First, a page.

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    This paper examines the role of traditional religious beliefs and traditional leaders in conserving remnant patches of a unique type of dry forest in the Zambezi Valley of northern Zimbabwe. We examined aerial photographs spanning more than three decades, interviewed and surveyed local residents, and met with communities to learn about the environmental history of the forests and the factors that have affected land use in the area. Our results show that forest loss is dramatically less in forests that are now considered sacred, or were in the past connected to sacred forests. This supports our hypothesis that traditional spiritual values have influenced human behavior aflecting the forests, and have played a role in protecting them until now. We also found that rates of forest loss have been much higher in an area where traditional leaders are relatively disempowered within the post-independence political system compared to an area where traditional leaders have more power. These findings lead us to conclude that a strategy that links the conservation of culture and nature is likely to be more effective in conserving forests than a strategy that ignores traditional beliefs, values, and institutions.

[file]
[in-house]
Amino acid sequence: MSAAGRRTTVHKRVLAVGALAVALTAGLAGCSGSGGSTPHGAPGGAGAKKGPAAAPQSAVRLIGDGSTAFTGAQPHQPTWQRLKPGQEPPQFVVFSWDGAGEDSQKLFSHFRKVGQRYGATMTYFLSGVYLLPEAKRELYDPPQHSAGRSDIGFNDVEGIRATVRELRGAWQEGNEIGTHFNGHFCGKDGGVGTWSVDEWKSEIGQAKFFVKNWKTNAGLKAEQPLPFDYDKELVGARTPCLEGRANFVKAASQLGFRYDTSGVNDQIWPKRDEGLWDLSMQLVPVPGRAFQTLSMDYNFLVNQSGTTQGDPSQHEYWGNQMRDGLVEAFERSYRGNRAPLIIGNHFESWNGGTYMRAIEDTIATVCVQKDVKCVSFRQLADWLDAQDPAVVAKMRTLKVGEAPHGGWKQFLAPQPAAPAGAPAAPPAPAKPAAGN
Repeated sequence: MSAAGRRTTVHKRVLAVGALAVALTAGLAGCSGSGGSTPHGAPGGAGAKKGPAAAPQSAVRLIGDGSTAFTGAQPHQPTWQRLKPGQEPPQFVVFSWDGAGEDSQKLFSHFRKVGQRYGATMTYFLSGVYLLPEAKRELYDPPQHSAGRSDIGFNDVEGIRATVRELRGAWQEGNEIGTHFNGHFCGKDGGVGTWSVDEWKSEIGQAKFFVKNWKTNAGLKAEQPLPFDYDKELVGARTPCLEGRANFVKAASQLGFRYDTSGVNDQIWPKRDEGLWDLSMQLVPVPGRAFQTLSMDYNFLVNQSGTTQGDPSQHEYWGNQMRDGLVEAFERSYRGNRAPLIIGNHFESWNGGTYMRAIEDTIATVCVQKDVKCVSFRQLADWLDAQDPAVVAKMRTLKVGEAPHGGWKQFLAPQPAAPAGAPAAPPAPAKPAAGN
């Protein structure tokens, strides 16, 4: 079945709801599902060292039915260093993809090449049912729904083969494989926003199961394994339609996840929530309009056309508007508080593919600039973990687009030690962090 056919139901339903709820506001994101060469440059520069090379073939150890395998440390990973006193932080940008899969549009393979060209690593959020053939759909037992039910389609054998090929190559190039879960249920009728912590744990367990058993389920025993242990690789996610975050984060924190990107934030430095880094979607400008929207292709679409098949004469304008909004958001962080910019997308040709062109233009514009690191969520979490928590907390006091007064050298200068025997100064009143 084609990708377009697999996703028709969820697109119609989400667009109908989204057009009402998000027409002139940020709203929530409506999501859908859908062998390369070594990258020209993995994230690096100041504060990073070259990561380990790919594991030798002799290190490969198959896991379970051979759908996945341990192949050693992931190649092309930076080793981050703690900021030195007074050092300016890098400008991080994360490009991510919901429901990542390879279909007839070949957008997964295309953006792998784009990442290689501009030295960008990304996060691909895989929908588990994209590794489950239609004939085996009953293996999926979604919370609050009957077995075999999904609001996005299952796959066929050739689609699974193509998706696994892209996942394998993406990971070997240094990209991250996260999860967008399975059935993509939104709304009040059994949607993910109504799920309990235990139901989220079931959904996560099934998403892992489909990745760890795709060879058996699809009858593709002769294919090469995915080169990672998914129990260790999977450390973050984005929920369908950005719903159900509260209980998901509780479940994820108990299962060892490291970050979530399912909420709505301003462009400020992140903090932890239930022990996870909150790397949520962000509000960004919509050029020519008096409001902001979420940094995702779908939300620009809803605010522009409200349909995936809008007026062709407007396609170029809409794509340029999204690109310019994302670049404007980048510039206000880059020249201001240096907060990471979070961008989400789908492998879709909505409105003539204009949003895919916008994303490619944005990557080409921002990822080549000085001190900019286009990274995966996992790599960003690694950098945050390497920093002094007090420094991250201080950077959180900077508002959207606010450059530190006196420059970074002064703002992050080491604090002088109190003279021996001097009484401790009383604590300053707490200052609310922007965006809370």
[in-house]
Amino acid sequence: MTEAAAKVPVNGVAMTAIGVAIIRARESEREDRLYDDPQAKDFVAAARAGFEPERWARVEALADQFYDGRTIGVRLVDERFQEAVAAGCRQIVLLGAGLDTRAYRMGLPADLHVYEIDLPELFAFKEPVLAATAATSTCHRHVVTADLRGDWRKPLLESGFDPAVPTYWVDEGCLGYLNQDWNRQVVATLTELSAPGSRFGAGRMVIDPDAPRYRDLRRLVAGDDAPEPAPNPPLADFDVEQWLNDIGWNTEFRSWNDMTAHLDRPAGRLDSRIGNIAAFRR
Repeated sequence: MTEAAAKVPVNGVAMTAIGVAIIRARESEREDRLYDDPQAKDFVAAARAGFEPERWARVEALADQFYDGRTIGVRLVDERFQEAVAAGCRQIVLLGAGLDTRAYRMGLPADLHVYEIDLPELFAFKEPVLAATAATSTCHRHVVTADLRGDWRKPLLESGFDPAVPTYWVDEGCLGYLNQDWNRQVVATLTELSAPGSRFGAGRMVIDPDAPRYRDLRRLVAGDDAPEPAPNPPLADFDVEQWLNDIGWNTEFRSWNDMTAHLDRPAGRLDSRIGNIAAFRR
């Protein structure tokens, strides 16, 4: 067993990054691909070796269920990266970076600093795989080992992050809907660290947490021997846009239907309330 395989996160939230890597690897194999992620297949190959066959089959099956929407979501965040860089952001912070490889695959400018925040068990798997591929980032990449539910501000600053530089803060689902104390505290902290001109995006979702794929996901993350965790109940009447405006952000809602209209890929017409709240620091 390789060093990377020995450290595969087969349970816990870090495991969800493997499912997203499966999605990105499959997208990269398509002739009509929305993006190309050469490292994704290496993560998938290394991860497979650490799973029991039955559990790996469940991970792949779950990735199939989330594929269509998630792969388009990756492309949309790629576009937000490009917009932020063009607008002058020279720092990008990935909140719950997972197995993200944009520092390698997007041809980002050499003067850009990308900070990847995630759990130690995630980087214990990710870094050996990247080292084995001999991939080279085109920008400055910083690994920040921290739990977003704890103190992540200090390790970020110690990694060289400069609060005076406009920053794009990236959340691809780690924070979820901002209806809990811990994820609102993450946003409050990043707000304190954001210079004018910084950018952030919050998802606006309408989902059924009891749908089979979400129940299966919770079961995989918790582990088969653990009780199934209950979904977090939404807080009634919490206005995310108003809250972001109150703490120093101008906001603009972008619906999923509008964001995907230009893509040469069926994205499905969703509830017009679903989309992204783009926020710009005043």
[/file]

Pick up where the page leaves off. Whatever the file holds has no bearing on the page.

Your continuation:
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    Byers, Bruce A; Cunliffe, Robert N.; Hudak, Andrew T. 2001. Linking the conservation of culture and nature: A case study of sacred forests in Zimbabwe. Human Ecology. 29(2): 187-218.


    conservation, forests, religion, sustainable use, wildlife, Zimbabwe

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